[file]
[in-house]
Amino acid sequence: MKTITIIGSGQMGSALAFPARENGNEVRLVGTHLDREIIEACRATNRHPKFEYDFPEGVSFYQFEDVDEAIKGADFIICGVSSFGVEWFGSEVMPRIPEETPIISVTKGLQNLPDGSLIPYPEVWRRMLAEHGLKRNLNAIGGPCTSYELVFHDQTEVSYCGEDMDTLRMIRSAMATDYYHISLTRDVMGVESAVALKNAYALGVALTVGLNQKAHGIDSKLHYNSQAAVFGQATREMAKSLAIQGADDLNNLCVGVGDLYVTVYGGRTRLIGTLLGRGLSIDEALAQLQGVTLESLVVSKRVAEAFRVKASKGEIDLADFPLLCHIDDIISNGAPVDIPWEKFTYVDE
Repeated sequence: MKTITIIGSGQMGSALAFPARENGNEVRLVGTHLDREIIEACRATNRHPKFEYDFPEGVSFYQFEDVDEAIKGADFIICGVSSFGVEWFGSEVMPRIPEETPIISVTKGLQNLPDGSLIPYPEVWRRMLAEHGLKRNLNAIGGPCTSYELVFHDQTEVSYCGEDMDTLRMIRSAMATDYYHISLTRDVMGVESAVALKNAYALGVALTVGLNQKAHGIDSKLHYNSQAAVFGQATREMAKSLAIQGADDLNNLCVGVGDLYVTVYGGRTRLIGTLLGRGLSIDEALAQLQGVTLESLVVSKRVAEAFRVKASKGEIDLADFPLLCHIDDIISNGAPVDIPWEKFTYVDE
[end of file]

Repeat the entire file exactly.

[in-house]
Amino acid sequence: MKTITIIGSGQMGSALAFPARENGNEVRLVGTHLDREIIEACRATNRHPKFEYDFPEGVSFYQFEDVDEAIKGADFIICGVSSFGVEWFGSEVMPRIPEETPIISVTKGLQNLPDGSLIPYPEVWRRMLAEHGLKRNLNAIGGPCTSYELVFHDQTEVSYCGEDMDTLRMIRSAMATDYYHISLTRDVMGVESAVALKNAYALGVALTVGLNQKAHGIDSKLHYNSQAAVFGQATREMAKSLAIQGADDLNNLCVGVGDLYVTVYGGRTRLIGTLLGRGLSIDEALAQLQGVTLESLVVSKRVAEAFRVKASKGEIDLADFPLLCHIDDIISNGAPVDIPWEKFTYVDE
Repeated sequence: MKTITIIGSGQMGSALAFPARENGNEVRLVGTHLDREIIEACRATNRHPKFEYDFPEGVSFYQFEDVDEAIKGADFIICGVSSFGVEWFGSEVMPRIPEETPIISVTKGLQNLPDGSLIPYPEVWRRMLAEHGLKRNLNAIGGPCTSYELVFHDQTEVSYCGEDMDTLRMIRSAMATDYYHISLTRDVMGVESAVALKNAYALGVALTVGLNQKAHGIDSKLHYNSQAAVFGQATREMAKSLAIQGADDLNNLCVGVGDLYVTVYGGRTRLIGTLLGRGLSIDEALAQLQGVTLESLVVSKRVAEAFRVKASKGEIDLADFPLLCHIDDIISNGAPVDIPWEKFTYVDE